In "Saraswattee," Kit Puran Singh has written a daring first novel that scorns the familiar or predictable. Instead, against the landscape of a backward Indian village, he has attempted to portray a huge chunk of the cosmos--mortals, gods, demons, a chain of being, even statuary that thinks, talks and is susceptible to sexual feeling.
And if that weren't enough, his story line pits science against superstition, good against evil, a child hero against an adult villain and its own finite events against an infinite and eternal morality. There is even serious consideration of subjects like child marriage, blood sacrifice and geothermal energy.
What is amazing is that somehow, much of this actually works.
At first, the plot of the novel appears exotic but straightforward. The reader is plunged into the third day of an exorcism at an unnamed mountain landscape in India. In the courtyard of the temple of the wrathful goddess Kali, five preadolescent girls lie sprawled in a bloody heap. A sixth, Chintamani, is being whipped. Marriage partners have not yet been found for these unfortunate girls, and in this village, such an unmarried state is thought to be their fault, their shame and the blight of their families. The girls have been beaten in an attempt to exorcise their evil spirits.
Saraswattee, the young sister of Chintamani, has tempted great danger by hiding in a cleft of the stone body of the goddess Kali, whose image looks down on the frightening scene. Hiding with her is Gopi, a boy of 12 or so, who will become the standard-bearer of all that is good and thoughtful in this village. As Gopi's father, an elder of the village, torments the young girls on the floor of the temple, Saraswattee looks down and tries to make sense of this scene. Are the girls really possessed by evil spirits? Why are they being whipped? Are they dead?
Meanwhile (and also in the first few pages), the reader is introduced to Mahisha, a former inhabitant of the village, now an engineer (and therefore, symbolically, a 20th-century man of science), who is making his way back to the village of his childhood. Mahisha's journey back to his frightening origins will be a sort of Odyssey--the entire novel, in fact, resounds clangingly with the rhythms and attitudes of epic poetry.
It is this confrontation with his past, as it affects not only Mahisha, but all the villagers as well as the gods whose stone images the village has been built around, that makes up the body of the novel. But even Mahisha is unaware of his purpose. Indeed, it takes much of the book for the reader to understand that purpose, and at that, clinging to the text as though it were a foreign language that has to be unraveled.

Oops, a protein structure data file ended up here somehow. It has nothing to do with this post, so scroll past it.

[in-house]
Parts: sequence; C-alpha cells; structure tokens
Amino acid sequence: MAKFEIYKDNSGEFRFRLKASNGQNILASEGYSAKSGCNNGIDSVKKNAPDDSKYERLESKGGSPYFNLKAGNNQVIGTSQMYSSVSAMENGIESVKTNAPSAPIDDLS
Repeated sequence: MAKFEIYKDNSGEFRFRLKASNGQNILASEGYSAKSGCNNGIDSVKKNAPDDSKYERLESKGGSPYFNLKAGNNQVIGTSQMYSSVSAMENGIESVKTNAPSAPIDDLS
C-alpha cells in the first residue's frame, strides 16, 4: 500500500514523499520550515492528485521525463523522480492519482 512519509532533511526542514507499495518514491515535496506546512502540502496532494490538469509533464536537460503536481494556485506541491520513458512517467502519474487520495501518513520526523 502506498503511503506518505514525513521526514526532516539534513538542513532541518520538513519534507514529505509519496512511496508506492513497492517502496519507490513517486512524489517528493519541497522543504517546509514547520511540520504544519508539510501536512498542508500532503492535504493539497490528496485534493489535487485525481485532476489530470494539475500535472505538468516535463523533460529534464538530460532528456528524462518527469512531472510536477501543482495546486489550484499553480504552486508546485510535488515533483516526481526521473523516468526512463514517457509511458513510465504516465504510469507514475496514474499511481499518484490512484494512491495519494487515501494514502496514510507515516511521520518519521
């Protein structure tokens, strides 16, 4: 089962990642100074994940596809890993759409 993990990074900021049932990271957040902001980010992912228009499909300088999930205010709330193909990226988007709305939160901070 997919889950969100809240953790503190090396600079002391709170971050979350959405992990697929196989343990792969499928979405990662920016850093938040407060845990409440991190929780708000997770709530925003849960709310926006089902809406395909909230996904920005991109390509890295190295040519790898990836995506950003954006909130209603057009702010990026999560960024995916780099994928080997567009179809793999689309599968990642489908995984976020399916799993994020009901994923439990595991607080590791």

From the start then, this novel is neither neat nor easy. Kit Puran Singh has set enormously high standards for himself. His plot is complicated; his characters have symbolic roles and destinies as well as narrative ones; even the form of the book stretches the conventions of ordinary fiction. It is an enormous amount of literary baggage to balance.
And yet somehow, the reader is inexorably drawn into the world of this Indian village. There are strengths here that mark the author as a figure of considerable promise. Even with a plot that is not even meant to be realistic, the life that is portrayed in the harsh setting of restrictive village attitudes and customs is believable. The characters are memorable, and their interaction poignant. Saraswattee's love for Gopi is compelling; so, too, is Gopi's brave willingness to confront the challenge of testing reality against centuries-old beliefs; so, amazingly, is the author's rendition of the sexual arousal of the goddess Kali, who lies forever trapped in her body of stone.
One of Kit Puran Singh's strongest tools in creating this special world is his creative use of language. In fact, he seems almost to have created a new language, or at least a unique way of pushing the boundaries of ordinary English. He carries his story forward in many voices and ways--sometimes in dialogue, sometimes in reasonably straightforward narration, and sometimes in the rhythms and cadences of poetry--but always with virtuosolike results. It is a dazzling (although at times mannered) performance.
It is this tendency toward posturing and mannerism--both in language and story--that finally undercuts the book. The plot (and there is a lot of it) does not hang together in the end.
We do not know much about Kit Puran Singh other than what we learn from the back of the book jacket: that "he presently lives in the exile of his skin" and was born in Trinidad, the child of East Indian indentured laborers. No matter how much mythology this young author was exposed to as a child (and he appears to be in his twenties or early thirties), the world of Saraswattee is an impressive creation. No one can accuse him of playing it safe.
Just as he asks his readers to suspend disbelief and make a leap of faith into the unknown landscape of this book, he has taken a similar leap by risking such an ambitious project. Perhaps the plot is ultimately unsatisfying, but the characters and their world live on long after the reader has closed the book.